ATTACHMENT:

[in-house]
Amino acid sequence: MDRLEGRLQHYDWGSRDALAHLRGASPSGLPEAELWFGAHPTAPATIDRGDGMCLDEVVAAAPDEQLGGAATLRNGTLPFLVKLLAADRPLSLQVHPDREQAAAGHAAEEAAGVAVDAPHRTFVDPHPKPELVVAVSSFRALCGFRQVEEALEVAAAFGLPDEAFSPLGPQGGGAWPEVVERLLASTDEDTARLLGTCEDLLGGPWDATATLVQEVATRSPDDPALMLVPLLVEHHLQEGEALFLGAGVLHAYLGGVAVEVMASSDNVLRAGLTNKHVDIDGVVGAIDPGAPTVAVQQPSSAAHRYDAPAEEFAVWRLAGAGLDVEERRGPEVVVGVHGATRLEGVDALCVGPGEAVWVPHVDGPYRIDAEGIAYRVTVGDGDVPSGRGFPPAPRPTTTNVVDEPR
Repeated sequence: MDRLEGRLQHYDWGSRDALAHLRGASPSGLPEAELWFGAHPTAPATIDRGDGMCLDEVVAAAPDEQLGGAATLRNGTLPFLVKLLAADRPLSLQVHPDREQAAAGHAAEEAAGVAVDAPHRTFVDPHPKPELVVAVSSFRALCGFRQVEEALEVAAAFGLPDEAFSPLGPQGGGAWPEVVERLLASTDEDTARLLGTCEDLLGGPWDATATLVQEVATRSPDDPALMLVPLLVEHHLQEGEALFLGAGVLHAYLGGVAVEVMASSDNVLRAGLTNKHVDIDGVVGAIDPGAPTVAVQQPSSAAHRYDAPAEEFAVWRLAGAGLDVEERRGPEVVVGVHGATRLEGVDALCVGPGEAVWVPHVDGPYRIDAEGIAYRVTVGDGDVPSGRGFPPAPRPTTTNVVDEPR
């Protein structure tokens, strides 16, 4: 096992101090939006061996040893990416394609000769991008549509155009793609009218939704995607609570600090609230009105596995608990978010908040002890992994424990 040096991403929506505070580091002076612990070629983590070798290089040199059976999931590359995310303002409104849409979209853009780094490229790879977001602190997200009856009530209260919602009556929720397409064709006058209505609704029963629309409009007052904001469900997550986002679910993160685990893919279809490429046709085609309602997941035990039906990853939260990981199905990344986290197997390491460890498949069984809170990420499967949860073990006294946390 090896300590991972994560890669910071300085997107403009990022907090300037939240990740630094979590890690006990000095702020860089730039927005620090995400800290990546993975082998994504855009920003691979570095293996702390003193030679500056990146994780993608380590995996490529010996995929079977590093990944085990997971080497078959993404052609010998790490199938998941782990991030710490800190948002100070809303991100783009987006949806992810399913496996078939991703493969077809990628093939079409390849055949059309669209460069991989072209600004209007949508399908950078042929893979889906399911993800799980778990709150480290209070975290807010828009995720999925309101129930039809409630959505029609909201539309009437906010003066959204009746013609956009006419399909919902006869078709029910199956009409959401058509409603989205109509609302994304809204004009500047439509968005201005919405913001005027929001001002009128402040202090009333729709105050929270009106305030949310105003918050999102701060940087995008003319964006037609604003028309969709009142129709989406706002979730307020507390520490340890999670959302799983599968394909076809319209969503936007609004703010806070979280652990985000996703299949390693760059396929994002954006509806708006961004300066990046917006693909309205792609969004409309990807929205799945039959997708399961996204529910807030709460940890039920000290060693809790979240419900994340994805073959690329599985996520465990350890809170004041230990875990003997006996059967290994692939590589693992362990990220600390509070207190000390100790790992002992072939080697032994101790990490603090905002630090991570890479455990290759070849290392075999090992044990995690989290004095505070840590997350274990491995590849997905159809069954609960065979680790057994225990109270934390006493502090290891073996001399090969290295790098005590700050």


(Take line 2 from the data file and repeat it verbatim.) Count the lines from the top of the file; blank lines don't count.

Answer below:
Amino acid sequence: MDRLEGRLQHYDWGSRDALAHLRGASPSGLPEAELWFGAHPTAPATIDRGDGMCLDEVVAAAPDEQLGGAATLRNGTLPFLVKLLAADRPLSLQVHPDREQAAAGHAAEEAAGVAVDAPHRTFVDPHPKPELVVAVSSFRALCGFRQVEEALEVAAAFGLPDEAFSPLGPQGGGAWPEVVERLLASTDEDTARLLGTCEDLLGGPWDATATLVQEVATRSPDDPALMLVPLLVEHHLQEGEALFLGAGVLHAYLGGVAVEVMASSDNVLRAGLTNKHVDIDGVVGAIDPGAPTVAVQQPSSAAHRYDAPAEEFAVWRLAGAGLDVEERRGPEVVVGVHGATRLEGVDALCVGPGEAVWVPHVDGPYRIDAEGIAYRVTVGDGDVPSGRGFPPAPRPTTTNVVDEPR